My girlfriend & I live very simply and never indulge in anything fancy or take vacations. When the Instagram page hit 500 followers, we were so excited. That really exceeded our expectations – we celebrated at a cheap Indian joint in Murray Hill.
“Work hard, stay passionate about why you got into this in the first place and never give up. If it’s meant to happen it will happen – but you can control that by how much you dedicate yourself to the process.”Chad Minton
Building 150k+ TrueFans
TrueCooks is something every cook or Chef can relate to. A lot of the inspiration comes from expressions we’ve used for years in the kitchen not even thinking.
For instance – If you are a cook and are in a busy public place with lots of people everywhere; you say “Behind you!” out of habit, I mean who does this but us? It’s that kind of universal unsaid language that connects us all as cooks. I think that’s why TC is popular in our industry – people can relate to it, and it comes from a very, very genuine place.
We also cast a wide net. I never wanted to indulge in food snobbery. I really don’t care for prissy, know it all cooks or people that take themselves too seriously in general. We celebrate cooks of all experience levels that work in all capacities of the hospitality/ restaurant industry.
We have a very diverse, inclusive, community. I never wanted TrueCooks to cater to the fine dining set exclusively. TrueCooks is for anyone that cooks and is passionate about what they do.
Tips for Social Media Growth
If it’s important to you, work hard at it.
Content is the most important piece of the social media puzzle. Shoot things that people are trying to look at. Whether it’s a photo of food, a selfie or your booty make damn sure it looks good, is in focus and is well-lit. Pay attention to the details.
Engagement is the second most important piece of the puzzle. You get what you give in life and InstaGram is no different. If you just post a photo, even if it’s a decent dish and just throw a bunch of hashtags on it and no one “likes” it, don’t be surprised.
You generate your own following. Our TrueCooks community is so wonderful in that regard. Everyone is commenting on and supporting each other’s efforts regardless of experience or the capacity they work at.
I made a New Year’s resolution back in 2013 that I was going to do everything in my power to make TC successful. If no one was feeling it and we failed it would not be due to lack of effort on my part.
I wake up 2 hours earlier then I used to and stay up 2 hours later then I used to. That time is solely dedicated to TrueCooks.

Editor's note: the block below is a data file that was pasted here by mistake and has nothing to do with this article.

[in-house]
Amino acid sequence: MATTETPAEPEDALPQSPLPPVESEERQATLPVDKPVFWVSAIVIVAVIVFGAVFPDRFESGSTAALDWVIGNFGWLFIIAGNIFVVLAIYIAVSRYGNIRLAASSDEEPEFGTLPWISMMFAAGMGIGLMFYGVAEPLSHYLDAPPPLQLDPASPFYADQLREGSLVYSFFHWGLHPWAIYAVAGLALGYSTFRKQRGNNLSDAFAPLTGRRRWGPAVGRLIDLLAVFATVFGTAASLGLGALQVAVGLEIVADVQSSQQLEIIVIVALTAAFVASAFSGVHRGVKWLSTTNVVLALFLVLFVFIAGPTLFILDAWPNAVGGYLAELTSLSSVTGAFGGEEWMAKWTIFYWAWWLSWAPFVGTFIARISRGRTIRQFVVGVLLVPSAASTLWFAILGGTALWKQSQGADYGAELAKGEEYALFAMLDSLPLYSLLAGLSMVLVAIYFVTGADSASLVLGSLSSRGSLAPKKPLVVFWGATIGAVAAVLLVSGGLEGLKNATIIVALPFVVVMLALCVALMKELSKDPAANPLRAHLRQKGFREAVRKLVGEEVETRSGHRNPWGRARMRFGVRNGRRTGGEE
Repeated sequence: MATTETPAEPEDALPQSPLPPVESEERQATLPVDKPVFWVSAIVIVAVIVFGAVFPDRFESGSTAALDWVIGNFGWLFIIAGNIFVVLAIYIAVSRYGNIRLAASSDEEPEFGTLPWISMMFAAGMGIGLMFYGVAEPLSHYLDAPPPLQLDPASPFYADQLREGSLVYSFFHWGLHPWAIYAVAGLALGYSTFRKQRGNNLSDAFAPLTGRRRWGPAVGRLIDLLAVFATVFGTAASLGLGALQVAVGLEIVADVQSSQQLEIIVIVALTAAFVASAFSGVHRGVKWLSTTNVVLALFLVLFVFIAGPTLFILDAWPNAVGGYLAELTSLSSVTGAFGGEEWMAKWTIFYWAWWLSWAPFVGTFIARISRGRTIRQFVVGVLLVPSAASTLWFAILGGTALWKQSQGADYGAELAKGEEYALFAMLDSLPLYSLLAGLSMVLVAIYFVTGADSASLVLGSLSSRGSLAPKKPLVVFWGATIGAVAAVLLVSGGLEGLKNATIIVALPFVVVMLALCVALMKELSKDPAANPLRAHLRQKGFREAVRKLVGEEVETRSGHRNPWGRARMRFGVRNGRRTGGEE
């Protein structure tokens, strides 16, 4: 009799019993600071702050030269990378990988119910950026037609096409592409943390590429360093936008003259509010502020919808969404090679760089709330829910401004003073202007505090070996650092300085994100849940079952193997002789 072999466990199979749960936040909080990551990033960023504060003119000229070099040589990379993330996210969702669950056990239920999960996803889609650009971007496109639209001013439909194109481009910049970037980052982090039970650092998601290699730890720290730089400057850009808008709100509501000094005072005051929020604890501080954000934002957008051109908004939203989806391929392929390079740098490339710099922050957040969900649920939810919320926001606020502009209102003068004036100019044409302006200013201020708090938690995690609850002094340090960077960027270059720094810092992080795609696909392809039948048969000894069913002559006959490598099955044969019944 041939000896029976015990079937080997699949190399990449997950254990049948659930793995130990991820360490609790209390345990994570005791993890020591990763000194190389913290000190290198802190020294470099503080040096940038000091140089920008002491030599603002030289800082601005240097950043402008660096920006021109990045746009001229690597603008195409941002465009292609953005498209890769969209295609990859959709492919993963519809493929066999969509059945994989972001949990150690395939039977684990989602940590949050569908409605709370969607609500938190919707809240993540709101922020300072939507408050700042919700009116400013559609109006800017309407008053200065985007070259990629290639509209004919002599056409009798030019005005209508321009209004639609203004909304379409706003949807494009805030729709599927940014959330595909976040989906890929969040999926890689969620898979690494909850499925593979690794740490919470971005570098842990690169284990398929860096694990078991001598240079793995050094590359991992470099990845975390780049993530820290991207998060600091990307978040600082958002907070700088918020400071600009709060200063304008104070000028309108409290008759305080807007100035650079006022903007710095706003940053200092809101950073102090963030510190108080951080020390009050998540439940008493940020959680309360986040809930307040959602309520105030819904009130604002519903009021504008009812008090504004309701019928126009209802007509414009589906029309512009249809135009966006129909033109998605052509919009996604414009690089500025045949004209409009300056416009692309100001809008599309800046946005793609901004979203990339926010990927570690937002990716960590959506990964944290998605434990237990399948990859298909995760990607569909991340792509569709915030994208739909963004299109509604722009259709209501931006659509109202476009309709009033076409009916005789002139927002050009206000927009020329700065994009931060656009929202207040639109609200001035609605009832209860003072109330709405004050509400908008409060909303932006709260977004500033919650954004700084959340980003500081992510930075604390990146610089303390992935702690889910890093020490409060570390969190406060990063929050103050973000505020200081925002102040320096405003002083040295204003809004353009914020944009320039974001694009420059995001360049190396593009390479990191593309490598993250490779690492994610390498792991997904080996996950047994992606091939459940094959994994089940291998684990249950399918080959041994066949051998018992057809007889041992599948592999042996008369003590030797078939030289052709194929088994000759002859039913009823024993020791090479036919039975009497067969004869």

I personally like and comment on approximately 200 InstaGram photos a day and have done so every day for the past two years; in doing so, we’ve had tremendous success in growing our social media channels and have made countless friends for life.
“I have a laser focus on our core fans. What resonates with them is most important to us. I couldn’t care less what non-cooks think of TC or the mainstream food media for that matter. It’s not for them, it’s for us, and that will never change.”Chad Minton
Marketing the Brand
We do not have a marketing plan or budget for one. TC is as grass-roots of a company that you will find.
We do “advertise” our editorial blog posts on Facebook, but that is exclusively because it’s the only way people will see your business posts as FB is constantly changing their search analytics and how posts appear in your feed.
TC is not a repost site, we create our own content and pay a pretty penny for our photographer and want as many people as possible to see his hard work.
TrueCooks sponsors a small team of Chefs that have supported the project since its inception. We have slowly added a few here and there, and some have moved on to focus on other things but are still family. These are the guys (and gal – Ore!) that we owe everything to, and they will always get TrueCooks love regardless of their output.
Through the team and their dedication and social media channels, we’ve been able to reach so many cooks worldwide it’s staggering. It’s been really cool to watch these guys grow – they’re all awesome people, and I thank them daily.
Advice for Entrepreneurs
Be original. I cannot stress this enough. If you are simply doing a variation of someone else’s original idea, your idea is not your idea its someone else’s and they will not be impressed. Imitation is not the sincerest form of flattery.
My strong advice is to find something no one has done before and give it your all. Be original and stay in your lane.
Invest in yourself. When I was a younger cook my Chef at the time told me while handing me my paycheck, “Chad my wife is a financial planner – take $300 of this check and buy this stock, it’s called Amazon.” Well, of course, I never did because I wasn’t thinking about the future; I only thought about the “now“ and how many beers I was going to buy at the bar after service. If I would have done what he said, that $300 investment would be worth $151,772.00 today (based on market close 7/11/16).
One misconception is that you need a tremendous amount of capital to get your idea off the ground. Not true but it helps.
The second misconception is if you are even slightly successful – you’re “about to get paid!” You are not.
Wealth building is a thirty-year process (learn from my mistakes and start young) and we have not taken even $1.00 in TrueCooks profit. Every single dollar that is made from TC is re-invested into TC in the hopes that we can just continue doing this thing.
I, thankfully, have a good job that supports us, allows us to eat and to have a roof over our heads, if I didn’t TrueCooks would not exist as we know it.